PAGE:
Saturday , August 19 2017

Add a speed limit and warning overlay to Google Maps with Velociraptor

2016-04-11 02.05.07

Google Maps is continually improving with serivces and fucnitons added regularly, as yet though there isn’t a speed alert system available. This has been solved by an independant developer who has put together an app called Velociraptor. The functionality is fantastic and adds an overlay to Google Maps that shows you the speed limit for the area you’re in and offers speed alerts when you exceed this.

The app is simple to install (are any actually difficult these days?), easy to understand and automatically loads when you load your navigation software. You choose the alert level; you can choose to give yourself 0%, 5%, 10%, 15% or 20% leniancy on the limit before the app tells you you’re being a little bit naughty. That is all well and good in theory and works well in some areas but I quickly discovered that the data is not completely correct. On a main road (60kph speed limit) close to my work, the app was telling me 40kph was the limit and continually alerted me that I was speeding when in fact I was still under the prescribed limit for that road.

My only suggestion to improve the functionality to the app at this point would be have a feedback button to get the developer to check their data source for what the limit is on various roads. While it’s not perfect it does add some really useful functionality to Maps when you’re in an unfamiliar area

Velociraptor - Map Speed Limit
Velociraptor - Map Speed Limit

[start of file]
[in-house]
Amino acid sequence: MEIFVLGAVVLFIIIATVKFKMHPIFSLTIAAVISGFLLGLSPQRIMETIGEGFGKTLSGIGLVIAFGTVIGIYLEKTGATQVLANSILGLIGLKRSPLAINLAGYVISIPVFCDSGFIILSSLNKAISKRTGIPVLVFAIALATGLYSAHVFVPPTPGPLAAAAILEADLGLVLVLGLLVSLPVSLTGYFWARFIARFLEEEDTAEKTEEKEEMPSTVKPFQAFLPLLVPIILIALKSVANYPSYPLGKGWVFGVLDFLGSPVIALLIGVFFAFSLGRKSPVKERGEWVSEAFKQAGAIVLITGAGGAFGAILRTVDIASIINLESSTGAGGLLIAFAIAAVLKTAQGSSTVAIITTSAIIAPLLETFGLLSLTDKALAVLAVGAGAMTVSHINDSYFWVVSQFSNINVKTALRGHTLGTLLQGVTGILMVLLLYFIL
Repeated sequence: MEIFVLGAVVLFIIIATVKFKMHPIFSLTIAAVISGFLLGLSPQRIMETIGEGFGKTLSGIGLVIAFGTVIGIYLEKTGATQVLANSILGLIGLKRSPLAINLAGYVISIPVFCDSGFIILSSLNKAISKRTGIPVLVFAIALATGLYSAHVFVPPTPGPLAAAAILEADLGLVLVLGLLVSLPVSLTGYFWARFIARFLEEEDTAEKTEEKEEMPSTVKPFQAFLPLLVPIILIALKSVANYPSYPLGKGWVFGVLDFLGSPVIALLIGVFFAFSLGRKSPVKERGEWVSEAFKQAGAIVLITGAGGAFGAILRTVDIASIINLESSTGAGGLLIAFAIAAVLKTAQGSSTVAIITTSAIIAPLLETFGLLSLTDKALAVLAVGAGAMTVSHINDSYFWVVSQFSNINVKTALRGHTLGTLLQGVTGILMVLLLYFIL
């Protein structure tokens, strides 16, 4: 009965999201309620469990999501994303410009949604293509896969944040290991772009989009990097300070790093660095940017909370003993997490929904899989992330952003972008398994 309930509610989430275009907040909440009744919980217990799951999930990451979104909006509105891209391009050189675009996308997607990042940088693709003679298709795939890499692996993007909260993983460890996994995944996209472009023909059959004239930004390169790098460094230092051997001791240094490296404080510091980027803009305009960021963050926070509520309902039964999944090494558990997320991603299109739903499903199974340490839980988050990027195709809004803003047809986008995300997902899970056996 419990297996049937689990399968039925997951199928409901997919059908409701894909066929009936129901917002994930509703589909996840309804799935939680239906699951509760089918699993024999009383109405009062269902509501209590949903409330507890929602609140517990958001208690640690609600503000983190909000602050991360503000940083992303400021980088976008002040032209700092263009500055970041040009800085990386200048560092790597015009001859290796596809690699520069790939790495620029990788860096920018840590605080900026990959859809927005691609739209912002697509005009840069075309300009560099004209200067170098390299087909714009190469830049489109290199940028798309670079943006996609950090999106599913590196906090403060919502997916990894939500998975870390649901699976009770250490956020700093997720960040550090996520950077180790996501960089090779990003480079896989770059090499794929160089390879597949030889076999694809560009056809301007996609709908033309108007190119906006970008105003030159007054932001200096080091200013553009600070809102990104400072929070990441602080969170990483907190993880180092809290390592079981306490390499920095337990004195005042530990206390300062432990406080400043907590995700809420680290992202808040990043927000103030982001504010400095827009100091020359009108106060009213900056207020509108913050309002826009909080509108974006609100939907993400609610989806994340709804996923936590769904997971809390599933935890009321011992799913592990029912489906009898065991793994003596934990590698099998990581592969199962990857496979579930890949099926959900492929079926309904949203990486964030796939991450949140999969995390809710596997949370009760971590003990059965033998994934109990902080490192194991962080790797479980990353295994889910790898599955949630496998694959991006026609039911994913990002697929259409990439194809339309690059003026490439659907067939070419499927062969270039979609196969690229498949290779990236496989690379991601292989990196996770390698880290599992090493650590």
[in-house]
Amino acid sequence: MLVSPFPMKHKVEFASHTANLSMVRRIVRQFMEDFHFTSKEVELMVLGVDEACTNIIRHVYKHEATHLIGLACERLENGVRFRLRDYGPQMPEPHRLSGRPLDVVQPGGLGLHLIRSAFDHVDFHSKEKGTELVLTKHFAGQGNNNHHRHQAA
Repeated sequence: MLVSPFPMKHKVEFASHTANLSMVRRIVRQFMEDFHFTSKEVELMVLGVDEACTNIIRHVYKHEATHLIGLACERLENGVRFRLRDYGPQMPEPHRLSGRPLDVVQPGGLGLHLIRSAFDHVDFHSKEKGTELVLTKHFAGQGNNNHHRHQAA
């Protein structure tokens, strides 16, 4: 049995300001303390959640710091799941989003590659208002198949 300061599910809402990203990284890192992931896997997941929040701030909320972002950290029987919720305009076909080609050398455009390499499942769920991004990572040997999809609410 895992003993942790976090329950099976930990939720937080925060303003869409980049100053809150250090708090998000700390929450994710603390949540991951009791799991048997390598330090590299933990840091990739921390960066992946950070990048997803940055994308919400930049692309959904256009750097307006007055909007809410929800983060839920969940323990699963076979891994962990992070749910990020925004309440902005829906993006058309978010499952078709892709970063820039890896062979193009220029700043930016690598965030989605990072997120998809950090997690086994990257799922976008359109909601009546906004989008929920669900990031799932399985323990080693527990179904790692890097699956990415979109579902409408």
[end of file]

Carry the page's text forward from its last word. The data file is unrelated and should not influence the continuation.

Would you like to see an official version of this app added to Maps?

 
Source: Play Store.

Phil Tann   Journalist

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8 Comments on "Add a speed limit and warning overlay to Google Maps with Velociraptor"

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Phill Edwards
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Phill Edwards

To be honest I don’t see the value. We all know what the speed limit is because countless road signs tell us. What Maps really needs is speed camera alerts.

Member

Is it a coincidence that android police posted this first?

Member

Because of time zones it is quite likely that many announcements are made in the US at a time when most of us in Australia are asleep. So, less of a coincidence and more of an inevitability.

Member

Thats a good point.

vijay alapati
Valued Guest
vijay alapati

awesome, It just keeps getting better and better 🙂

craigo
Valued Guest

I’m impressed it’s an open source project.

It looks like they just use HERE maps data for speed limits. I’ve noticed that HEREs speed limit data is often wrong. Part of the M5 in Sydney has been an 80km/h zone for years, yet, HERE lists it at 100km/h. So, I wouldn’t rely on this too much.

Member

If they’re using HERE data, surely it’s a matter of time before HERE closes off this sort of data access via API. They are a competitor to Google Maps after all.

craigo
Valued Guest

It could be argued that apps like this bring free advertising to HERE maps. Also, more people might start correcting the HERE data in HEREs MapCreator.

However, I suspect there is a clause in the API T&C’s, that somehow prevents Google from downloading all their data.

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